• Fri
  • Dec 26, 2014
  • Updated: 9:46am

HK commit to Pakistan tournament

PUBLISHED : Thursday, 13 March, 2008, 12:00am
UPDATED : Thursday, 13 March, 2008, 12:00am

Chance to compete at Asia Cup too good to give up despite recent deadly bomb blasts

Top official Clive Howard promised Hong Kong would take part in the Asia Cup in Pakistan in June, but hoped the security situation in the country would drastically improve by then.

'We are ready to go to the Asia Cup as long as it is on,' said Howard, chairman of the Hong Kong Cricket Association. 'Of course the security situation is a worry, but the tournament is still some time away and I hope circumstances will get better by then.'

Pakistan cricket officials will be keen to press ahead with the Asia Cup now that Australia have postponed their tour over worries surrounding the worsening security conditions in the country.

Pakistan Cricket Board chairman Nasim Ashraf confirmed yesterday that the Asia Cup would go ahead as planned with neighbours India and Sri Lanka pledging their support.

'We are very confident our cricket will continue,' said Ashraf. 'The Asia Cup is very much on towards the end of June. Arjuna Ranatunga [the Sri Lanka Cricket chairman] and the Asian Cricket Council (ACC) will be here soon to finalise plans for that.'

Howard (pictured) said the HKCA would be solely guided by the decisions the ACC took. Hong Kong and the United Arab Emirates qualified for the tournament, and Howard believed it was prudent to follow the dictates of the bigger test-playing nations.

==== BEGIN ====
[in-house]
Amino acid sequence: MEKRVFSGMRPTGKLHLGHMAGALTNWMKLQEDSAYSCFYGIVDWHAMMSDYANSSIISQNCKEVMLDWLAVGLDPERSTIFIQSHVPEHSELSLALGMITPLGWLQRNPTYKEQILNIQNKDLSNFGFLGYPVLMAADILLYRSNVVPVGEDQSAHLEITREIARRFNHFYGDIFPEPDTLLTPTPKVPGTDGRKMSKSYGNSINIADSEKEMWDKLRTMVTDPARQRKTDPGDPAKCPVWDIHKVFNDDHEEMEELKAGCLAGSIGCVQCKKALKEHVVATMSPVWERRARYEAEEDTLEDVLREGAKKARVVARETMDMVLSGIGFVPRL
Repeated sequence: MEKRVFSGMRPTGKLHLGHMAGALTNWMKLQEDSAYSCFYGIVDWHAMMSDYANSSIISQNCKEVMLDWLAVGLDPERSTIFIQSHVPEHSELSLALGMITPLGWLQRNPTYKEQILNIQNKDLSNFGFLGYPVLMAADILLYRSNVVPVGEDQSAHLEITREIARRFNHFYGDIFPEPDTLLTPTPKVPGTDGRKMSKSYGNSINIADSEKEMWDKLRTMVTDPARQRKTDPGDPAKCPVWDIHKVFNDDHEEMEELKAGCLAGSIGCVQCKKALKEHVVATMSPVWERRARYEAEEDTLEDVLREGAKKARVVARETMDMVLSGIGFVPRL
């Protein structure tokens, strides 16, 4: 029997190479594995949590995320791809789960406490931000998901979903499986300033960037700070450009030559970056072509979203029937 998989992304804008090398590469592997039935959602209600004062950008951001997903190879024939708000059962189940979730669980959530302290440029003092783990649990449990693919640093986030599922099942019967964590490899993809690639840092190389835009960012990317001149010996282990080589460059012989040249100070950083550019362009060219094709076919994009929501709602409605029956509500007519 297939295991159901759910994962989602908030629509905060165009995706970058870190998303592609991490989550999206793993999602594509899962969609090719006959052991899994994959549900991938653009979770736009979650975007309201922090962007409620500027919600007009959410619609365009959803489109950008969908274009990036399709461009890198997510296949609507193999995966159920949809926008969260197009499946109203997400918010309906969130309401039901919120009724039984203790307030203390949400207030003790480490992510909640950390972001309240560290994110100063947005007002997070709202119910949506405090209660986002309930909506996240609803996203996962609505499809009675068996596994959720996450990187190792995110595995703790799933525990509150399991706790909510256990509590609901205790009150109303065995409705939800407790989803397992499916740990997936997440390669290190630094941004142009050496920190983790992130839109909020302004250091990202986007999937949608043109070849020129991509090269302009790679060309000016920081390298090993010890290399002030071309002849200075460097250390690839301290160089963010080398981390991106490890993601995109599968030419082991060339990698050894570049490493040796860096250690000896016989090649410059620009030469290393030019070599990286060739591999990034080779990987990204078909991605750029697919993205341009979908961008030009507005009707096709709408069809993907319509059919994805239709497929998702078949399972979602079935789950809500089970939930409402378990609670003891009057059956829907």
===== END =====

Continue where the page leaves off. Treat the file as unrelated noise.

'We will follow whatever decision the Asian Cricket Council takes. And as far as I know, the ACC is keen that the Asia Cup goes ahead in Pakistan and we will honour that commitment,' said Howard.

Hong Kong also stands to gain financially from participating in the Asia Cup. When Hong Kong took part in the 2004 Asia Cup in Colombo, the HKCA received US$300,000 from the ACC. They are likely to get more this time, especially with increased revenues from television and sponsorship.

Hours before Cricket Australia made its decision on Tuesday, two suicide blasts in Lahore killed 20 people. The Lahore blasts were the latest in a string of suicide attacks across the country, which has been wracked by political unrest since the murder of former prime minister Benazir Bhutto last year.

'I was in Pakistan when that happened,' said Tabarak Dar, who captained Hong Kong when the Bangladesh Academy played here during the Lunar New Year. 'Life goes on despite all these bombings which are against specific targets. I don't think visiting sports teams will be harmed.

'As far as the cricketers are concerned, I'm certain everyone will want to go. This is a once-in-a-lifetime opportunity for all of us and a dream to play one-day internationals against the big boys,' Dar added.

Hong Kong are drawn with India and Pakistan in one pool at the Asia Cup, while the other pool comprises Sri Lanka, Bangladesh and the United Arab Emirates.

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